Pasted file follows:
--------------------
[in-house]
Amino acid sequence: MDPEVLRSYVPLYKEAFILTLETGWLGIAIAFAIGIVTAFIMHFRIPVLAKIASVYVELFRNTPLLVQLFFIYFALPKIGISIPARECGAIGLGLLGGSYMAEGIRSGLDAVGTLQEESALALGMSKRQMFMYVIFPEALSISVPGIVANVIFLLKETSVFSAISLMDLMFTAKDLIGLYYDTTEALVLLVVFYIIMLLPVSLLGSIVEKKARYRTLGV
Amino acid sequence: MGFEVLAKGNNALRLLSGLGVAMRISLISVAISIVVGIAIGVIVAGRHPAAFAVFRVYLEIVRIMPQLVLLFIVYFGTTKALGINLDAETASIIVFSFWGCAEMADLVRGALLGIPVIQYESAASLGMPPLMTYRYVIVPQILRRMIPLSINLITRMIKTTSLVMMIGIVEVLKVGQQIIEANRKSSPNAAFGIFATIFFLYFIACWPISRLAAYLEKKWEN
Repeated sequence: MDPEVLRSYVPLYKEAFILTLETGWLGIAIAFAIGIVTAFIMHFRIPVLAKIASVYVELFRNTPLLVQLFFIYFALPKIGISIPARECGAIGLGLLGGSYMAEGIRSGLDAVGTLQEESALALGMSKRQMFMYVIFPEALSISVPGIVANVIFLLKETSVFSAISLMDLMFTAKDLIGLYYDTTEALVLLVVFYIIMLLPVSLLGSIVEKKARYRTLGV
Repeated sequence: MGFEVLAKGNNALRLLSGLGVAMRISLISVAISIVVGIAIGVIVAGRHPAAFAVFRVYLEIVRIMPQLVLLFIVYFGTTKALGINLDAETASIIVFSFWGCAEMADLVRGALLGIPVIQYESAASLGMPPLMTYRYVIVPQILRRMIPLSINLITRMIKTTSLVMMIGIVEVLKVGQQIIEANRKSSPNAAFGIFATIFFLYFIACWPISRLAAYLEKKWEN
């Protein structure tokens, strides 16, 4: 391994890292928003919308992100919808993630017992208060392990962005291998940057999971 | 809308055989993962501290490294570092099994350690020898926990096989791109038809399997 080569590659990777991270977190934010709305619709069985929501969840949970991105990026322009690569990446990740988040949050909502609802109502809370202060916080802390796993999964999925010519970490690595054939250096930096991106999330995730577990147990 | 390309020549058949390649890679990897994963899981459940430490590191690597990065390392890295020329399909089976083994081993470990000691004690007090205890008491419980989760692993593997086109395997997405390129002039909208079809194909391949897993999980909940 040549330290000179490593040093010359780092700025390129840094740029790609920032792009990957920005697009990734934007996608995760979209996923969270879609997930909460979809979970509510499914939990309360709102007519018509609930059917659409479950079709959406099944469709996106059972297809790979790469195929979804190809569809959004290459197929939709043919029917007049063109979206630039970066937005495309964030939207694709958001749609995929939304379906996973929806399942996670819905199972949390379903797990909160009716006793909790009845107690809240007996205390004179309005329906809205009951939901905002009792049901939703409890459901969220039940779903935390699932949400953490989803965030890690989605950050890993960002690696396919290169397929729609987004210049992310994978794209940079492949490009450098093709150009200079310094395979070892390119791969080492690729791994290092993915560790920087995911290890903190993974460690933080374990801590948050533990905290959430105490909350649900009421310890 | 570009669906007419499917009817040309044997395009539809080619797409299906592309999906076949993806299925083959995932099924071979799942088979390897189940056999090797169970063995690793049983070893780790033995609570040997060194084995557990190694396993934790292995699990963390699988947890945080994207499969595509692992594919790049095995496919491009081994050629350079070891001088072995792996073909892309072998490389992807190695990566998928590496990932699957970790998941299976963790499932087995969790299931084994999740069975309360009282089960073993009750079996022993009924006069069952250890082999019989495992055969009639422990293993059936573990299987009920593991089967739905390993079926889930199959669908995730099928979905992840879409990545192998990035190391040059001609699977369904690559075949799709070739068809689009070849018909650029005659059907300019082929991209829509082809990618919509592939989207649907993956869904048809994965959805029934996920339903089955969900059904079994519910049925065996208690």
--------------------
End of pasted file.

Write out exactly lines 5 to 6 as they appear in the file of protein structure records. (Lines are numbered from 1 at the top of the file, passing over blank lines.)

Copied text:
Repeated sequence: MGFEVLAKGNNALRLLSGLGVAMRISLISVAISIVVGIAIGVIVAGRHPAAFAVFRVYLEIVRIMPQLVLLFIVYFGTTKALGINLDAETASIIVFSFWGCAEMADLVRGALLGIPVIQYESAASLGMPPLMTYRYVIVPQILRRMIPLSINLITRMIKTTSLVMMIGIVEVLKVGQQIIEANRKSSPNAAFGIFATIFFLYFIACWPISRLAAYLEKKWEN
């Protein structure tokens, strides 16, 4: 391994890292928003919308992100919808993630017992208060392990962005291998940057999971 | 809308055989993962501290490294570092099994350690020898926990096989791109038809399997 080569590659990777991270977190934010709305619709069985929501969840949970991105990026322009690569990446990740988040949050909502609802109502809370202060916080802390796993999964999925010519970490690595054939250096930096991106999330995730577990147990 | 390309020549058949390649890679990897994963899981459940430490590191690597990065390392890295020329399909089976083994081993470990000691004690007090205890008491419980989760692993593997086109395997997405390129002039909208079809194909391949897993999980909940 040549330290000179490593040093010359780092700025390129840094740029790609920032792009990957920005697009990734934007996608995760979209996923969270879609997930909460979809979970509510499914939990309360709102007519018509609930059917659409479950079709959406099944469709996106059972297809790979790469195929979804190809569809959004290459197929939709043919029917007049063109979206630039970066937005495309964030939207694709958001749609995929939304379906996973929806399942996670819905199972949390379903797990909160009716006793909790009845107690809240007996205390004179309005329906809205009951939901905002009792049901939703409890459901969220039940779903935390699932949400953490989803965030890690989605950050890993960002690696396919290169397929729609987004210049992310994978794209940079492949490009450098093709150009200079310094395979070892390119791969080492690729791994290092993915560790920087995911290890903190993974460690933080374990801590948050533990905290959430105490909350649900009421310890 | 570009669906007419499917009817040309044997395009539809080619797409299906592309999906076949993806299925083959995932099924071979799942088979390897189940056999090797169970063995690793049983070893780790033995609570040997060194084995557990190694396993934790292995699990963390699988947890945080994207499969595509692992594919790049095995496919491009081994050629350079070891001088072995792996073909892309072998490389992807190695990566998928590496990932699957970790998941299976963790499932087995969790299931084994999740069975309360009282089960073993009750079996022993009924006069069952250890082999019989495992055969009639422990293993059936573990299987009920593991089967739905390993079926889930199959669908995730099928979905992840879409990545192998990035190391040059001609699977369904690559075949799709070739068809689009070849018909650029005659059907300019082929991209829509082809990618919509592939989207649907993956869904048809994965959805029934996920339903089955969900059904079994519910049925065996208690």